RICOCHET VS. JOSH ALEXANDER (Alpha-1 Wrestling, November 2, Hamilton, ON)
If you watch Lucha Underground, you know Ricochet as champion Prince Puma, while Alexander takes on a more purist wrestling shtick, complete with Rick Steiner’s retrofied earmuffs. Ricochet and New Japan’s Kota Ibushi are one and two in some order as the world’s best high flyers at the moment, and he incorporated much of that daredevelry against Alexander in the see-saw affair. Though most of the action to this point has been enjoyable, this bout was the first to rival Steen/Bailey as the evening’s best showcase, and it may do wonders for Alexander’s name.
ATHENA REESE VS. MIA YIM (Girls Night Out, March 29, Cleveland, OH)
I’ve seen Athena in DJ Hyde’s Women Superstars Uncensored, and she may just be the grittiest female on the indy scene today. Not only that, but her wrestling is crisp and on-point. Yim’s no slouch either, and Cordeiro selected pretty much the perfect representation of the ‘fairer sex’ for the marathon. If you happen to catch this match in any form, do yourself a favor and turn down the commentary. The only redeeming quality of it is that you’ll realize that there’s nothing stopping you, no matter your skill level, from becoming a wrestling announcer yourself.
CHRIS HERO VS. COLIN DELANEY (Squared Circle Wrestling, May 16, Amsterdam, NY)
A pair of ex-WWE employees whose times achieved differing notoriety (Hero excommunicated from NXT, Delaney used as a hapless jobber in 2008), the two drew some of the heaviest raves from RAWlternative watchers with their balls-to-the-wall display. At one point, Delaney leapt from a beam above the ring, only to be kicked in the face by a waiting Hero. The caustic strikes in the match were probably most enjoyable aside from the high-risk leap, which is a sentence lifted from any indy recap you’ve ever read.
RICH SWANN/AR FOX VS. CHRISTIAN ROSE/MATT CAGE (DREAMWAVE, March 1, LaSalle, IL)
Fox has built a strong reputation as one of wrestling’s most breath-taking high flyers, with the shortstack Swann not far behind. Here, the renowned aerialists put over the duo of Team Overkill, following sequence after sequence of the car crash equivalent of Cirque de Soleil. Parts of the match were sadly missed by me due to an internet connection issue, but I did get to see Rose’s amazing finisher, Ride the Lightning (an F5 swung into a Go to Sleep).
BRIAN KENDRICK VS. DARK SHEIK (HoodSlam, July 4, Oakland, CA)
The match played out like some sort of hallucination Kendrick is prone to having, complete with a stuffed horse (named Butternuts) being thrown into the ring at random intervals. Adding to the surreality was Sheik leaping off of a stairwell into some random bystander after Kendrick had long moved out of the way. Inarguably the most offbeat entry on RAWlternative, that spot cemented by an announce team that dropped more F-bombs than Quentin Tarantino on the average day.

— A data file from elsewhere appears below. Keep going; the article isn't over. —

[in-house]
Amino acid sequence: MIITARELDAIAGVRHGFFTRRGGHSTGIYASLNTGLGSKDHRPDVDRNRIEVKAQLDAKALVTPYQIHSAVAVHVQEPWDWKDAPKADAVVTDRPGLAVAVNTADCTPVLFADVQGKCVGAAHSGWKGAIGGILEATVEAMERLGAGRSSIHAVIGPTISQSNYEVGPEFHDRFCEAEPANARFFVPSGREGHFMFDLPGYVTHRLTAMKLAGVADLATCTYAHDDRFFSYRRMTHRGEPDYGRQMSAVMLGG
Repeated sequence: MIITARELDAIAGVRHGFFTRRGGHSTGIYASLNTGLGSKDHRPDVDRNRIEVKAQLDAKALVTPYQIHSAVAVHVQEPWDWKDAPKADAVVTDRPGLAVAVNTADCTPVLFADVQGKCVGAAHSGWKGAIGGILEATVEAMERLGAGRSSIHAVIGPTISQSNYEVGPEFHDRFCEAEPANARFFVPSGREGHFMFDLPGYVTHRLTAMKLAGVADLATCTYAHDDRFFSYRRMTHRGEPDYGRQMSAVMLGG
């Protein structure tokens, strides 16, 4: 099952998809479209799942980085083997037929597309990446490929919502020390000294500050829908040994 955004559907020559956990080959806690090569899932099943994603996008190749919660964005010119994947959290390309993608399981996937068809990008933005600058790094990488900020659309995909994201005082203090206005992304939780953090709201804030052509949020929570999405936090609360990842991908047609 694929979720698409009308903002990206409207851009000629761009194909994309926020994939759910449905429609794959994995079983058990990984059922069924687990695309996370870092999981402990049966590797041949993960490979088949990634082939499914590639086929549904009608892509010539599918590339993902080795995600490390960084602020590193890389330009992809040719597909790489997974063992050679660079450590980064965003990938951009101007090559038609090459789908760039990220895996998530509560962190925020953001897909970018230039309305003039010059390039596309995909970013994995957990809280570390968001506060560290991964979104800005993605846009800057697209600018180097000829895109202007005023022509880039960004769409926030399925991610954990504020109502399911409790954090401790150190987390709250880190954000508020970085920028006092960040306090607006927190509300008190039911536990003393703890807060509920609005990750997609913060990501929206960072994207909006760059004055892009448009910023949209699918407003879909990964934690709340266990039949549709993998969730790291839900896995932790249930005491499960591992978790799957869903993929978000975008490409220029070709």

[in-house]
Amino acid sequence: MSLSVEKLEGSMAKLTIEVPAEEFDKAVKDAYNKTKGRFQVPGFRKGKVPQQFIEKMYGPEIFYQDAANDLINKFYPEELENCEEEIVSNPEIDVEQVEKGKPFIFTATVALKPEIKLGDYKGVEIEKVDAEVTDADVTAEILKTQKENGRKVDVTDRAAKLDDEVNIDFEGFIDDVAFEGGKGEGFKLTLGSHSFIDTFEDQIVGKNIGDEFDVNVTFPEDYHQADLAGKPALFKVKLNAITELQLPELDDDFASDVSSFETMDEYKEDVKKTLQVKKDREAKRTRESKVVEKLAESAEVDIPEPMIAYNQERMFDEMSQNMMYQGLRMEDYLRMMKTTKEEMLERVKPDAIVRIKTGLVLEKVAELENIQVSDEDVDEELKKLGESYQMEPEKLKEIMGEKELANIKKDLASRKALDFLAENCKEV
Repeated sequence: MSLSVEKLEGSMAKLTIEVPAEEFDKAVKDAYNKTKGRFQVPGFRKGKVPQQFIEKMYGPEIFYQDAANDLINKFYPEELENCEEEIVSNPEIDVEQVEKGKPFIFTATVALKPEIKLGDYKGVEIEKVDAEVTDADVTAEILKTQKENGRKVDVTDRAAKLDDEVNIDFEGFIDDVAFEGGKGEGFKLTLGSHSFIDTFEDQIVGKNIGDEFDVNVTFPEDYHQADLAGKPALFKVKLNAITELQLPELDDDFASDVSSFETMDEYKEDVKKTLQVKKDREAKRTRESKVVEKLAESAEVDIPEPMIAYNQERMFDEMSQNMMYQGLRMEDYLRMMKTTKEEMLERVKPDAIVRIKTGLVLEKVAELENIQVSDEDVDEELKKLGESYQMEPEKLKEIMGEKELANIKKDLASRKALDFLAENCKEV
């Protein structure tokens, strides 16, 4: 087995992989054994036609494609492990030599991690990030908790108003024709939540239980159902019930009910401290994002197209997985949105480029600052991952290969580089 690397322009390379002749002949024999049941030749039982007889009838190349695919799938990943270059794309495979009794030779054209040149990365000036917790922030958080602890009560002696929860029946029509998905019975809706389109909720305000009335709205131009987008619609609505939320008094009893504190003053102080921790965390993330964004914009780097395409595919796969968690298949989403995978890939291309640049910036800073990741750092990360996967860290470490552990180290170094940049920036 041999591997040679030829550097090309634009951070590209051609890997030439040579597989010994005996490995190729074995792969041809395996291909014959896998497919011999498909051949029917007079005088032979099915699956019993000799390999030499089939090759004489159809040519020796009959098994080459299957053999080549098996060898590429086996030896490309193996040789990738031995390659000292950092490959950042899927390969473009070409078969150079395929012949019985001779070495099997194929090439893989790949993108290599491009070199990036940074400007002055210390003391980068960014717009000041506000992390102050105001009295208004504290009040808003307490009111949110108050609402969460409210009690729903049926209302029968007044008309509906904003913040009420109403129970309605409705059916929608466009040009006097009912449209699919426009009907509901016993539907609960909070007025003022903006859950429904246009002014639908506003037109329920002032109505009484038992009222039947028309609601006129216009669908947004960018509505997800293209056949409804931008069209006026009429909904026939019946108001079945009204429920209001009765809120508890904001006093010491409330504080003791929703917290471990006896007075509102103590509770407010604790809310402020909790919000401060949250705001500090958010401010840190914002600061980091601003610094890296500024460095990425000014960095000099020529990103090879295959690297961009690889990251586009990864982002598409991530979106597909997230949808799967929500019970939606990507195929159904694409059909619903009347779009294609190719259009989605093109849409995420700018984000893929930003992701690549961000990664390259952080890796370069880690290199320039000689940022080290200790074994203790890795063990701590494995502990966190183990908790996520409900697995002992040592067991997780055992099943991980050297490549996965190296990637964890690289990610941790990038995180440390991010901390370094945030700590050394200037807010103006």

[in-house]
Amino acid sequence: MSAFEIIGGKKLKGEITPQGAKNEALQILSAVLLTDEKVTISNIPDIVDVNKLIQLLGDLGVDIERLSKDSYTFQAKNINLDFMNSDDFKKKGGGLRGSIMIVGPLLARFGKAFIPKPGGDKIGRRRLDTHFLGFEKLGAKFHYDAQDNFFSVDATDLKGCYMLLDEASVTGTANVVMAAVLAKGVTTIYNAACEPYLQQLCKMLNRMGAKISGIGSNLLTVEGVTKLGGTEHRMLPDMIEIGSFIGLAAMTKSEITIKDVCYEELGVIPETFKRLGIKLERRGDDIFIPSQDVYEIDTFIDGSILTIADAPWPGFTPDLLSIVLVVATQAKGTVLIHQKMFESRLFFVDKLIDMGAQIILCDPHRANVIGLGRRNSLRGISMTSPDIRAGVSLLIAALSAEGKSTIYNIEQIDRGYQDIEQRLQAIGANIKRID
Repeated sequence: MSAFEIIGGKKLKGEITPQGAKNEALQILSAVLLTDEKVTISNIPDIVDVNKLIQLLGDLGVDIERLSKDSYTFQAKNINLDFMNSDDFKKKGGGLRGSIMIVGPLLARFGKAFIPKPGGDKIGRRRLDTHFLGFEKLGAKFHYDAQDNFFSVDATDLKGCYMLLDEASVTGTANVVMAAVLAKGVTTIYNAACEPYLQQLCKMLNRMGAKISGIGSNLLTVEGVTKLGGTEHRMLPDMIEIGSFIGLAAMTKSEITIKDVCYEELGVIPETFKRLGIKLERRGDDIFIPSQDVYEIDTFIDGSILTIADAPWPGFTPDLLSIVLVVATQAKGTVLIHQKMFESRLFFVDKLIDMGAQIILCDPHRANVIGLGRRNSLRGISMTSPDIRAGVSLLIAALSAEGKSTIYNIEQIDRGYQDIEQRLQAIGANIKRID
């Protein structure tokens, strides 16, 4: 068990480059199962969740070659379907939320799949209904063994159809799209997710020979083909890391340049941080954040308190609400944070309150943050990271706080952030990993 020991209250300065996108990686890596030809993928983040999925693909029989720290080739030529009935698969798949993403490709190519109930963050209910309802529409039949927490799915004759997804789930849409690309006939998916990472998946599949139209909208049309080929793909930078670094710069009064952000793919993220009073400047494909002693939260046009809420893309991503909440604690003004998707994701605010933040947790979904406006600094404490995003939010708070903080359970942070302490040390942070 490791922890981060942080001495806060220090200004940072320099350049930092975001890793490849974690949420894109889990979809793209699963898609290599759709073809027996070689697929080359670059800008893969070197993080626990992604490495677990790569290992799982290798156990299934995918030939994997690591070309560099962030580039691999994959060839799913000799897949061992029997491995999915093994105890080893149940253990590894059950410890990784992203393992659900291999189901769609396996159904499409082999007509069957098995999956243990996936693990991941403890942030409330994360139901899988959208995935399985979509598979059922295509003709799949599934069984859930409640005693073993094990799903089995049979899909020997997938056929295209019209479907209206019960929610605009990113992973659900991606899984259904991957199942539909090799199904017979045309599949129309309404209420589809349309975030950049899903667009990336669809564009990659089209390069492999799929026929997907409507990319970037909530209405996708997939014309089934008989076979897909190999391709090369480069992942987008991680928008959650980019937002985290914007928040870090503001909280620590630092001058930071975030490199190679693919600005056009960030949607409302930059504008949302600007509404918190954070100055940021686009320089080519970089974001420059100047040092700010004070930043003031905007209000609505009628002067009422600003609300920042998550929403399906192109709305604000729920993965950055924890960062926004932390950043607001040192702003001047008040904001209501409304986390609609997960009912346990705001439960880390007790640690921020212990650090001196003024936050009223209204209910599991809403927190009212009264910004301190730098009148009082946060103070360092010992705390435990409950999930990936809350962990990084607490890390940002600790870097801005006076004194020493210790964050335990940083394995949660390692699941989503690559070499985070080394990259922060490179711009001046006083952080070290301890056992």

JOHNNY GARGANO VS. ETHAN PAGE (Absolute Intense Wrestling, June 29, Cleveland, OH)
One of the best elements of story-telling came from Page, who attacked his own interfering stable-leader, Louis Lyndon. Page, you see, had been felled by breakout star Gargano in prior matches, and was determined to beat him on his own. The despair in his face when Gargano refused to stay down enhanced the match from being more than ‘typically awesome indy fare’. That Gargano won via knockout with his Gargano Escape submission hold solidifies the story, as Page had submit to it before, and refused to this time. I didn’t know the story going in (hell, I didn’t even know Page), but I knew it by following the simple tropes, and now I’ll never forget a brand new wrestler to my eyes making a believer of me. That’s just wrestling 101, and a primer on how the basics never cease to work.
THE YOUNG BUCKS VS. THE SUPER SMASH BROTHERS (SMASH Wrestling, August 17, Toronto, ON)
The Bucks work a wholly unrealistic style predicated on a million and one superkicks and improbable stunt work, but who the hell cares? You can never be bored watching Matt and Nick Jackson, while the charmingly named Player Uno and Player Dos were game to keep pace. The action does not stop, even for a breath, in this one, peaking with Dos hurrachanraning both Jacksons at the same time (think a wide-legged start to the move in order to capture both craniums). The fans on hand demanded superkicks, and boy howdy do they get them in perpetuity.
[adinserter block=”2″]EDDIE EDWARDS VS. BIFF BUSICK (Beyond Wrestling, July 27, Providence, RI)
Cordeiro ended the night with his home promotion, pitting then-TNA World Tag Team Champion Edwards against then-CZW World Champion Busick (imagine Cesaro with a lumberjack’s beard, a thinner build, and a shorter temper) in this hard-hitting clash. Fans packed ringside like the mosh pit at a Cannibal Corpse concert, adding to the raucous nature of the bout, which did indeed spill to the floor more than once. A high-kick joust between the two led to Edwards winning out of nowhere with a flash pin, a bit of a disappointment echoed by fans that wanted local product Busick to win. Still, it was a worthy finale to a night of eclectic flavor.
I speak for not just myself (Twitter backs me up) when I ask for more like RAWlternative. Fans who want the Attitude Era back, I’ll note this much: much like 1998, I was far more interested in watching the fresher product than the nWo and Sting on Monday night. I have no regrets, either.